Know Your Rights in a Criminal Case
You have the right to remain silent. You have the right to refuse to answer any questions or provide any information which may incriminate you. Even if you do wish to cooperate with the authorities, it is best to do so with the advice of counsel.
Why a law professor says you should NEVER SPEAK with the POLICE, even if you are INNOCENT
You have the right to competent counsel and to have the opportunity to consult with them before you make any important decisions. You have the right to the best possible defense at trial.
You have the right to be free from unreasonable searches and seizures, and to challenge any searches and seizures in a court of law.
You have the right to a speedy trial. You have the right to have your case heard promptly after you are charged. You also have the right to force the authorities to bring any charges they have without a delay that could damage your ability to present a defense.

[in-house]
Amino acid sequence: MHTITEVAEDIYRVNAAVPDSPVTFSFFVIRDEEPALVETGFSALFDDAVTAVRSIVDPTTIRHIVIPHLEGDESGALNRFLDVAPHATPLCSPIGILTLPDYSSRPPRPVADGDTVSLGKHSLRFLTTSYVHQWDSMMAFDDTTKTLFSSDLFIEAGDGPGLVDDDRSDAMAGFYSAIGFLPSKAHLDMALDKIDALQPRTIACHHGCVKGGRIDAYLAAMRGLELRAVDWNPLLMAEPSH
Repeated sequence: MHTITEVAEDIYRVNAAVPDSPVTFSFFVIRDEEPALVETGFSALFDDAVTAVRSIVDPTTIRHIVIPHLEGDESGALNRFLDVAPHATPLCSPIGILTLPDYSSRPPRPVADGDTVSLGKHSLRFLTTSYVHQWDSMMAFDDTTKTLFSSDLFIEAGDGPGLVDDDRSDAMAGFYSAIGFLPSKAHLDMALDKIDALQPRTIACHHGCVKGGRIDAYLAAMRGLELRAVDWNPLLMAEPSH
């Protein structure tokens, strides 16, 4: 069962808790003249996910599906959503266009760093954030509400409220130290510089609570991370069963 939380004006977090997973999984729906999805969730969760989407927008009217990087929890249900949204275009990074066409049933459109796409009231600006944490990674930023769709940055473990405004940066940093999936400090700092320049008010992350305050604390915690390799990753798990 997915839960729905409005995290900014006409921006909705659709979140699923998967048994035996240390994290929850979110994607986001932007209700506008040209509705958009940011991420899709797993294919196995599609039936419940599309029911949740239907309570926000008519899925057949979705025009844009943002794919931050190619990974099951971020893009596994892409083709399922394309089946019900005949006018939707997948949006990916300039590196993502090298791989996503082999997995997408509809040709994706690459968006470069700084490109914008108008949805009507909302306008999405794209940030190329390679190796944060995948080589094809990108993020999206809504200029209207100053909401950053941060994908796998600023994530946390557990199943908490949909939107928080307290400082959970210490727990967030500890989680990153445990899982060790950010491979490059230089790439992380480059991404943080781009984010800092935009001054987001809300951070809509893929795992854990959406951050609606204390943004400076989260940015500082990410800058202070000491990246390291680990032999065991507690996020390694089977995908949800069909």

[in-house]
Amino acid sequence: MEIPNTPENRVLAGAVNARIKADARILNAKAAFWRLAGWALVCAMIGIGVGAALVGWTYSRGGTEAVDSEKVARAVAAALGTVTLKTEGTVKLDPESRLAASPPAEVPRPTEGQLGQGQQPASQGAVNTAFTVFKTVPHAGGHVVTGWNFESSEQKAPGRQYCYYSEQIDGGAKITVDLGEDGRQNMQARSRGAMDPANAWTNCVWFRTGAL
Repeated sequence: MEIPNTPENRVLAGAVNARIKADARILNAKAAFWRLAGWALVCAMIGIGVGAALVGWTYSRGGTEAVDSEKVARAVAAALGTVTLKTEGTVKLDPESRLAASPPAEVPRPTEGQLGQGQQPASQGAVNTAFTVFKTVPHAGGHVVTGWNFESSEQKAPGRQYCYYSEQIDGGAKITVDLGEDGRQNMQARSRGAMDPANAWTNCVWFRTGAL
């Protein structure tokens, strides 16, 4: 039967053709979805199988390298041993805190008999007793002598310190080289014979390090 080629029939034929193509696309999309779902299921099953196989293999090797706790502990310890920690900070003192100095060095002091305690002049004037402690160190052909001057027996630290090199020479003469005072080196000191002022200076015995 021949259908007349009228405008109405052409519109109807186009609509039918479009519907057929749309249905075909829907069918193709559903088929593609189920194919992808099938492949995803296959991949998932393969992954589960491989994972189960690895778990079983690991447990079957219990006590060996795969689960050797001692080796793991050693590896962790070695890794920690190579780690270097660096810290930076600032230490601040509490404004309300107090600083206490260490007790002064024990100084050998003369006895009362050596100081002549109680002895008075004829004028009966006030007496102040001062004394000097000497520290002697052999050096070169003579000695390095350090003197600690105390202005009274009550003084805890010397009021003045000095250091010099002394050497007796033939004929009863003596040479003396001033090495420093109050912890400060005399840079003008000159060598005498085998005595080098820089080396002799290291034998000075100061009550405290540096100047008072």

You have the right to force the authorities to prove their case. You are presumed innocent. The burden is on the prosecutor to prove you guilt beyond a reasonable doubt.
You have the right to confront the evidence and witnesses against you. You have the right to see what the state intends to use against you and to put the evidence and witnesses to the test.
You have the right to a fair and unbiased jury of your peers selected from the community at large and the right to question them to determine their impartiality.
If convicted, you may also have the right to an appeal.